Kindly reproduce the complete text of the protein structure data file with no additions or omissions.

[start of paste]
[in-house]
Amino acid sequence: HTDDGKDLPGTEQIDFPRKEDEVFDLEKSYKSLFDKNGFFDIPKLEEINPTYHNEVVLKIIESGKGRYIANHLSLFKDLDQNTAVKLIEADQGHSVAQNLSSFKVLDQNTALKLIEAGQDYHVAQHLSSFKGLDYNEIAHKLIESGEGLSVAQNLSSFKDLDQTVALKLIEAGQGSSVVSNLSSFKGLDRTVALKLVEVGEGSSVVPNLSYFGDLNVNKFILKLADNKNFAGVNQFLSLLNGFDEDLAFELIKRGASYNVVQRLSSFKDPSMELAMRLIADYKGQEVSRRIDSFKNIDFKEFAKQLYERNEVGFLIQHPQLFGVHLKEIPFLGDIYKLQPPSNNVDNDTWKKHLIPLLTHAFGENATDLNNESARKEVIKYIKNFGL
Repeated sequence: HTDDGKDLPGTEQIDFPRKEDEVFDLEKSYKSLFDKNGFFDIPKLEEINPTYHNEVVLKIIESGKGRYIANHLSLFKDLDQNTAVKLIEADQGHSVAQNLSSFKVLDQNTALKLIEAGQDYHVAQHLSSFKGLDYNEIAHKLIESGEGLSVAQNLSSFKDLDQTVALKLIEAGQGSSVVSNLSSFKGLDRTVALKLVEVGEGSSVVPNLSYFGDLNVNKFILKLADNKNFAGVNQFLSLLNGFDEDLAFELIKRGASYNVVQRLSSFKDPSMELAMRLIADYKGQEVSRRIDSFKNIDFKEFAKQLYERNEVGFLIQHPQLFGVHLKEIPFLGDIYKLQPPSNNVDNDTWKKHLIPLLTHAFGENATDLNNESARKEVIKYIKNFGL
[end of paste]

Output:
[in-house]
Amino acid sequence: HTDDGKDLPGTEQIDFPRKEDEVFDLEKSYKSLFDKNGFFDIPKLEEINPTYHNEVVLKIIESGKGRYIANHLSLFKDLDQNTAVKLIEADQGHSVAQNLSSFKVLDQNTALKLIEAGQDYHVAQHLSSFKGLDYNEIAHKLIESGEGLSVAQNLSSFKDLDQTVALKLIEAGQGSSVVSNLSSFKGLDRTVALKLVEVGEGSSVVPNLSYFGDLNVNKFILKLADNKNFAGVNQFLSLLNGFDEDLAFELIKRGASYNVVQRLSSFKDPSMELAMRLIADYKGQEVSRRIDSFKNIDFKEFAKQLYERNEVGFLIQHPQLFGVHLKEIPFLGDIYKLQPPSNNVDNDTWKKHLIPLLTHAFGENATDLNNESARKEVIKYIKNFGL
Repeated sequence: HTDDGKDLPGTEQIDFPRKEDEVFDLEKSYKSLFDKNGFFDIPKLEEINPTYHNEVVLKIIESGKGRYIANHLSLFKDLDQNTAVKLIEADQGHSVAQNLSSFKVLDQNTALKLIEAGQDYHVAQHLSSFKGLDYNEIAHKLIESGEGLSVAQNLSSFKDLDQTVALKLIEAGQGSSVVSNLSSFKGLDRTVALKLVEVGEGSSVVPNLSYFGDLNVNKFILKLADNKNFAGVNQFLSLLNGFDEDLAFELIKRGASYNVVQRLSSFKDPSMELAMRLIADYKGQEVSRRIDSFKNIDFKEFAKQLYERNEVGFLIQHPQLFGVHLKEIPFLGDIYKLQPPSNNVDNDTWKKHLIPLLTHAFGENATDLNNESARKEVIKYIKNFGL